You'll notice right away that choosing the correct side without counting the fish individually is pretty tough. This difficulty stems from the fact that humans can only assess relative quantities by snap judgment under certain conditions. Take away six fish from the right-hand side, for example, and this task becomes noticeably easier.
Previous studies have shown that other primates handle numerical exercises like this one about as well as we do — but now, new research has revealed that the fish in this image are just as capable of this kind of task as humans and chimps. Find out how, when it comes to approximation, a guppy's math sense is every bit as good as yours.
We'll get to the fish in a minute — for now let's take a quick look at the numerical systems that humans use to perceive relative quantities.
For those of you who haven't counted yet, the guppies on the left outnumber those on the right 19 to 18 (or 22 to 20 if you're counting fins, as well). But remember, you weren't asked to count the fish one-by-one; you were asked to extract meaningful numerical information from the image you were presented with as quickly as possible — i.e. without counting the fish individually.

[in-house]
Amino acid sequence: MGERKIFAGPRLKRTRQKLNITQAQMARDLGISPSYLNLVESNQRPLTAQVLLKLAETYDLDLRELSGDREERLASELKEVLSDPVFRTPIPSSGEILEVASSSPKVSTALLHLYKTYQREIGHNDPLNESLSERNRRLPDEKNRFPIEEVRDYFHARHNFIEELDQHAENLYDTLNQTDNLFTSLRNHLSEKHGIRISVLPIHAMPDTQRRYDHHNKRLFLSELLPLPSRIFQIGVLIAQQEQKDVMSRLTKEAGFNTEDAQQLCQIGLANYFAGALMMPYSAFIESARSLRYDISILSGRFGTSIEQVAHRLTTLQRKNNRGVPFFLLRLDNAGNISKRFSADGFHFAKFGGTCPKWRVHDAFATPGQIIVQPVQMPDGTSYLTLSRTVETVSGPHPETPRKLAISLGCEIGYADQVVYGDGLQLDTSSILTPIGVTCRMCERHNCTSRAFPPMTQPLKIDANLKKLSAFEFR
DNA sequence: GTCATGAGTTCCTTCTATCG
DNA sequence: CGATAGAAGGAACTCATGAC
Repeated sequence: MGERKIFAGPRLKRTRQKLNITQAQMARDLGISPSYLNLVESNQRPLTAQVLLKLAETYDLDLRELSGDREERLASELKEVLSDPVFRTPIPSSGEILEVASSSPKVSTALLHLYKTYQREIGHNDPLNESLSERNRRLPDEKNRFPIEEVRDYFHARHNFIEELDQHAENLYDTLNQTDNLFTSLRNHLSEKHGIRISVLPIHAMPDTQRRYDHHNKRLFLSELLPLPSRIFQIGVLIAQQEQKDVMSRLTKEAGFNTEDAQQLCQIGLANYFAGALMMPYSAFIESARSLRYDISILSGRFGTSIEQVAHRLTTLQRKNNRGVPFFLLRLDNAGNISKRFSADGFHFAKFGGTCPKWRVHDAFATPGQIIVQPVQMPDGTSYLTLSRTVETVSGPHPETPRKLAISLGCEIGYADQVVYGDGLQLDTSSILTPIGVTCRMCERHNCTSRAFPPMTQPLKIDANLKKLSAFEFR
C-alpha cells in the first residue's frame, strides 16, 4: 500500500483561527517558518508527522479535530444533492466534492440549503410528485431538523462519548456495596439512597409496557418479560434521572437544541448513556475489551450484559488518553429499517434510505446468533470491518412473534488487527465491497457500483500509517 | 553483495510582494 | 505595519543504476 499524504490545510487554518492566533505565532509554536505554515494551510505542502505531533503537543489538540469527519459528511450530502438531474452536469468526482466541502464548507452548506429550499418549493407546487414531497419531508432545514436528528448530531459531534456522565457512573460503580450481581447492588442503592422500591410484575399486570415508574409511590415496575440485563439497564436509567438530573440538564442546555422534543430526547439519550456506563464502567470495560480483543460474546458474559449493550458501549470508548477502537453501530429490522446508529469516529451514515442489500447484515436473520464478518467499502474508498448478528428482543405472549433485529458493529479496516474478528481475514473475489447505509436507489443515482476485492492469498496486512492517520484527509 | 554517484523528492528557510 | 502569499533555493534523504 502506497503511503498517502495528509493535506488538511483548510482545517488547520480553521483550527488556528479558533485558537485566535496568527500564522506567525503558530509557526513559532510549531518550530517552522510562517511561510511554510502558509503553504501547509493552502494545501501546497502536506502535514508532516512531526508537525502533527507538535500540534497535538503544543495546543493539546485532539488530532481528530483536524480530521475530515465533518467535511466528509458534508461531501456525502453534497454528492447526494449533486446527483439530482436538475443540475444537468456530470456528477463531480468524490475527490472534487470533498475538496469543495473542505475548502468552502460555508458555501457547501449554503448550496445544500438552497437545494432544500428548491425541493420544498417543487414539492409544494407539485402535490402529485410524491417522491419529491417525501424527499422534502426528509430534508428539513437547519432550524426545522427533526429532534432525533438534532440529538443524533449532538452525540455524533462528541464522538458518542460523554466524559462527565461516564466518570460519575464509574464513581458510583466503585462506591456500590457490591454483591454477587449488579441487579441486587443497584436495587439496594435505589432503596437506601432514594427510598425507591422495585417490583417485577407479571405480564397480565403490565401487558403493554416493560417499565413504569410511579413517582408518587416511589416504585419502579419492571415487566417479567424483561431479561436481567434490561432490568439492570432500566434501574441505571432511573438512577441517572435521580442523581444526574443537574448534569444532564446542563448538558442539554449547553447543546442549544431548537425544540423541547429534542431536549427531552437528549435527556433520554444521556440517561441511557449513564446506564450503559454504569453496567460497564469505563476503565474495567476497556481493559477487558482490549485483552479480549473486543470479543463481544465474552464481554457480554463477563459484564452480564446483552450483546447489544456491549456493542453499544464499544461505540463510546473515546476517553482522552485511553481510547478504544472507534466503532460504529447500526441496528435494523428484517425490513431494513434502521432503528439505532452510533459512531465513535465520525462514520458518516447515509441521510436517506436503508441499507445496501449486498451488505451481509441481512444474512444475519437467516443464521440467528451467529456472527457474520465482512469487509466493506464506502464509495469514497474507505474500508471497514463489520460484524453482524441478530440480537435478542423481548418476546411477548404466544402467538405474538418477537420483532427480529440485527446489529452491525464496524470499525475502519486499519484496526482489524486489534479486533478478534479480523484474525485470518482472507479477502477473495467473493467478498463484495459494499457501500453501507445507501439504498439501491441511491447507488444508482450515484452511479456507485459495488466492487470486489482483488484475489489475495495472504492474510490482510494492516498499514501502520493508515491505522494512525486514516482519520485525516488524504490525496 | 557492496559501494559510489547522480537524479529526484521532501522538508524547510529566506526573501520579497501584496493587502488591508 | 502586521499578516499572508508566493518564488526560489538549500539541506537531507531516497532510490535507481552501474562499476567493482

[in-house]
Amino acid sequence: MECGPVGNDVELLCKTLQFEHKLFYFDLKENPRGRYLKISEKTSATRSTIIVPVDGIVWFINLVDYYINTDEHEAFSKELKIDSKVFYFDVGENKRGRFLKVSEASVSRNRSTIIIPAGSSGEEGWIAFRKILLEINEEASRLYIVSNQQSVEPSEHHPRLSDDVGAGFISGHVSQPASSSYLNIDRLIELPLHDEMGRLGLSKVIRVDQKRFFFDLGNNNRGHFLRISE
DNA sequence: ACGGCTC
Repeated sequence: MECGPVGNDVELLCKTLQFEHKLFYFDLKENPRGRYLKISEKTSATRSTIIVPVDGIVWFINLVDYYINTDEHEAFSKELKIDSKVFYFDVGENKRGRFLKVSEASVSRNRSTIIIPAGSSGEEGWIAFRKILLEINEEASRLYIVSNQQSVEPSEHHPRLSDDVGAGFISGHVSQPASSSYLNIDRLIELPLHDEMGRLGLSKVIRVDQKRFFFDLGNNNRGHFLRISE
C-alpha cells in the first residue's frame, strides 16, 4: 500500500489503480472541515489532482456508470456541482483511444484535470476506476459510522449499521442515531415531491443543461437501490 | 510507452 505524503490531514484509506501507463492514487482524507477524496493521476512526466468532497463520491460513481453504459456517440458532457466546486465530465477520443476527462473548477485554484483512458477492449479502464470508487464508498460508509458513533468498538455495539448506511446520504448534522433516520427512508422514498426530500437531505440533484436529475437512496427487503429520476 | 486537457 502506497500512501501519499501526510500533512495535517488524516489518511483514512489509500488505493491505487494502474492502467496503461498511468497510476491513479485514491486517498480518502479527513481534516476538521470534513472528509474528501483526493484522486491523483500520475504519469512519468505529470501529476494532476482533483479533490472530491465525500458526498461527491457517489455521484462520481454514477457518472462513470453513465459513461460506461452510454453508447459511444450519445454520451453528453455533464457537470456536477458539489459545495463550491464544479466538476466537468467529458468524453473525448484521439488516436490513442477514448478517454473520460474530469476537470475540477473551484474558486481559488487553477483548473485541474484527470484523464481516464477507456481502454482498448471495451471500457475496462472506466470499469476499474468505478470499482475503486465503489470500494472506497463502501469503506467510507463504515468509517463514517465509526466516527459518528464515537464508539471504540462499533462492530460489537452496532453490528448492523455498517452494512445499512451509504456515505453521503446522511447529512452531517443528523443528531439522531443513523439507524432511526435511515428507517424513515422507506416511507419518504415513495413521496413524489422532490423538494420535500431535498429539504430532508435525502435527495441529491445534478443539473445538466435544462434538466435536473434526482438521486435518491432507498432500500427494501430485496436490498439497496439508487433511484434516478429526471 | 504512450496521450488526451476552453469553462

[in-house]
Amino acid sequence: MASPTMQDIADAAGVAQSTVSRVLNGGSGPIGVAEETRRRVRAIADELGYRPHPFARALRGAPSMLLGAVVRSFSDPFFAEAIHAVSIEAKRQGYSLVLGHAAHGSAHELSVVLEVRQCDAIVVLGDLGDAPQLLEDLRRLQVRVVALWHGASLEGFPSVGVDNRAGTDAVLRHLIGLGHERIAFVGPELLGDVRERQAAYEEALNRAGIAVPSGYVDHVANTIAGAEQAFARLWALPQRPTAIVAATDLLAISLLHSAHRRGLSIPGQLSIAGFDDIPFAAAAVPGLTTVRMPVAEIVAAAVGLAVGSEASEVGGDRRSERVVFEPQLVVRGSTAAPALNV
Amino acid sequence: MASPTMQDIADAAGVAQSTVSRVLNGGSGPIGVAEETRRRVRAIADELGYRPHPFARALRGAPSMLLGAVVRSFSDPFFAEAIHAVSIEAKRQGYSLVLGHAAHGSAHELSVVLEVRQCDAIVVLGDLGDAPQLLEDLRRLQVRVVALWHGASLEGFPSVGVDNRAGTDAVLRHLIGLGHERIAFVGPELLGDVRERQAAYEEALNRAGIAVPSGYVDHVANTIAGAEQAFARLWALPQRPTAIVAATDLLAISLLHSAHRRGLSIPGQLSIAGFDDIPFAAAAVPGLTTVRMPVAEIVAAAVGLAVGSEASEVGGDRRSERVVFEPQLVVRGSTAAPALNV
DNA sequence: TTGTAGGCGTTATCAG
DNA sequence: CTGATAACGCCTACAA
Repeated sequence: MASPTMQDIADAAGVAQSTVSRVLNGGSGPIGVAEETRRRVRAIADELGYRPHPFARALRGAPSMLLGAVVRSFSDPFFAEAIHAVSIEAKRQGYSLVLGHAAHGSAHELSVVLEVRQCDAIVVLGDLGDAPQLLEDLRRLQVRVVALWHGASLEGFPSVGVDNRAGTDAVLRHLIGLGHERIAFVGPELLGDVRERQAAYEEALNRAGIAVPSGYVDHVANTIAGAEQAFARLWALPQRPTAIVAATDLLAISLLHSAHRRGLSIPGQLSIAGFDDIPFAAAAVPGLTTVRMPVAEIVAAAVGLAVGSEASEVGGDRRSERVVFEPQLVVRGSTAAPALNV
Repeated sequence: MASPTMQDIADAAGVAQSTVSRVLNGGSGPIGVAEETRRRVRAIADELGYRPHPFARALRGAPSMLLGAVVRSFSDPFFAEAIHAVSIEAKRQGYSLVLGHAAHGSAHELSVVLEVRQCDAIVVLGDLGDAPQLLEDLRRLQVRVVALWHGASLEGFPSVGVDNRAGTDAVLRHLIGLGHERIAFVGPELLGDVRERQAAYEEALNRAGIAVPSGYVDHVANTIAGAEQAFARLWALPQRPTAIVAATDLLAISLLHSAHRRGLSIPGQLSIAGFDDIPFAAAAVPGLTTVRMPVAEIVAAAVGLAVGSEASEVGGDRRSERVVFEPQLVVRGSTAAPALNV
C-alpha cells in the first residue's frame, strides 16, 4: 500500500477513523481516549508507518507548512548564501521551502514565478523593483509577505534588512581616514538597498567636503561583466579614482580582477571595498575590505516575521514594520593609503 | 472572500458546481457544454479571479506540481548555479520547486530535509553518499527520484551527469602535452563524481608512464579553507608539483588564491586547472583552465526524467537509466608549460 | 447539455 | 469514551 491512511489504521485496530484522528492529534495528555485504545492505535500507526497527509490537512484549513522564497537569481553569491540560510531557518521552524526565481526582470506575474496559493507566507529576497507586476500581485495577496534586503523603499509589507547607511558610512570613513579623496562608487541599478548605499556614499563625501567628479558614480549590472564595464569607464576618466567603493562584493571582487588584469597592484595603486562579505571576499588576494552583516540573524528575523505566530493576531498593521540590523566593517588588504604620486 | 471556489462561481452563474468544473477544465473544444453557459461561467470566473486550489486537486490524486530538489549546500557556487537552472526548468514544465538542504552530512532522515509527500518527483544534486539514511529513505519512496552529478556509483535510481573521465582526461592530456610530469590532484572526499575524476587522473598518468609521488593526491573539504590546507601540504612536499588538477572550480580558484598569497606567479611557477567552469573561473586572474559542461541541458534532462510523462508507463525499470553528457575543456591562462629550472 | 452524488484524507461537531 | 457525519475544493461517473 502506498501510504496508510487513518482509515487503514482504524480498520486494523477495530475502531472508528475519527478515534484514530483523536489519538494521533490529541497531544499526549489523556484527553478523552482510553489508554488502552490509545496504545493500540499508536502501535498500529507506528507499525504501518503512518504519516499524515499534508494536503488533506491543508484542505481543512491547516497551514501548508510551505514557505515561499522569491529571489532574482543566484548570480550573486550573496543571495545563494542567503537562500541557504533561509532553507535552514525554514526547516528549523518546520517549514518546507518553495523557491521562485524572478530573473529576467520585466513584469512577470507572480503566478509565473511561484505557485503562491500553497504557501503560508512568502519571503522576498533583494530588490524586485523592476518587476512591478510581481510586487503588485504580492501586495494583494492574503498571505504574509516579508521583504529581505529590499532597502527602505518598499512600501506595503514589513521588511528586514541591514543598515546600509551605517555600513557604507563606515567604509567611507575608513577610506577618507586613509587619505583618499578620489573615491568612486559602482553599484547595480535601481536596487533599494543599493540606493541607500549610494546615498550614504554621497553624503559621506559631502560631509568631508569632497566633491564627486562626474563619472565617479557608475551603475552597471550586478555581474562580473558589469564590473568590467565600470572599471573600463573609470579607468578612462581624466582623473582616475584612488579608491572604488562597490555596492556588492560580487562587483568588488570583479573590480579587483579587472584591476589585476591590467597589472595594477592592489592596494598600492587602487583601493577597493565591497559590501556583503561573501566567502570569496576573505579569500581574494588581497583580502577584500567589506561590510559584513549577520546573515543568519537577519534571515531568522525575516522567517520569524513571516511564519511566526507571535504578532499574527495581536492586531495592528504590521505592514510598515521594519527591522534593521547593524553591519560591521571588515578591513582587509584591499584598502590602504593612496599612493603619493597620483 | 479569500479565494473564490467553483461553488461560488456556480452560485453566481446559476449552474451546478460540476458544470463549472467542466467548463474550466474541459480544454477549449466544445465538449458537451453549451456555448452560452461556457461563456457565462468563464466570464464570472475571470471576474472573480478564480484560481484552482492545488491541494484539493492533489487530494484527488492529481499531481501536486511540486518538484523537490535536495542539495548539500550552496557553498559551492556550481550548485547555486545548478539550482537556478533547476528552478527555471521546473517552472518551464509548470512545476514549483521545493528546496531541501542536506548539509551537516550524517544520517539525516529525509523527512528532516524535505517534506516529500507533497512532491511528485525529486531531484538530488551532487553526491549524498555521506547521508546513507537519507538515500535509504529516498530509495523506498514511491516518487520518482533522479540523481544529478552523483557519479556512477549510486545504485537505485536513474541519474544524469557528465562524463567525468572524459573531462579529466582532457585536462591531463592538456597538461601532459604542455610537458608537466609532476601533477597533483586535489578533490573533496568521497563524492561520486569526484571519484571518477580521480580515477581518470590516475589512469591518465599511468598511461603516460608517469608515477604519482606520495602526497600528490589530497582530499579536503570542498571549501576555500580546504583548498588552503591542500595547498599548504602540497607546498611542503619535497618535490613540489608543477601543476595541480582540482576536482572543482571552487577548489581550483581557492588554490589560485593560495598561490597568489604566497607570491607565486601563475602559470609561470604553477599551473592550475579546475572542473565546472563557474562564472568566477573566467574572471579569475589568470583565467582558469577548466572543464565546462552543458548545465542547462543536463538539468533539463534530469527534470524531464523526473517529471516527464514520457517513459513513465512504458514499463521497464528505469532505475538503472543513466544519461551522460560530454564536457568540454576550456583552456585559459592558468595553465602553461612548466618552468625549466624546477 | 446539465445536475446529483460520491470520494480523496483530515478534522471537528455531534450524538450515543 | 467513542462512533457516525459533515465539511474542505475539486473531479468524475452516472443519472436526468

Your capacity for performing this task is subject to something called Weber's law, which roughly states that your ability to accurately discriminate between two quantities improves as the ratio between them increases. Psychologists believe that your ability to approximate relative quantities in accordance with Weber's law is based on something called your "analog magnitude system."
Interestingly, the principles of Weber's law — and your reliance upon your analog magnitude system — crumble when you start comparing smaller quantities. Most people, for example, have a more difficult time discriminating 15 objects from 20 than they do discriminating 5 from 20 (this is to be expected under Weber's law); ask them to discriminate 3 objects from 4, however, and you'll find they perform just as well as if you'd asked them to distinguish just one object from four. Psychologists call the numerical system that helps you track small numbers of individual objects your "object-file system." (Psychologists believe that our object-file system is dependent upon the ability to subitize — i.e. our ability to know right away, without counting them serially, that there are three blue stars in the image on the left. For more on subitizing, see here.)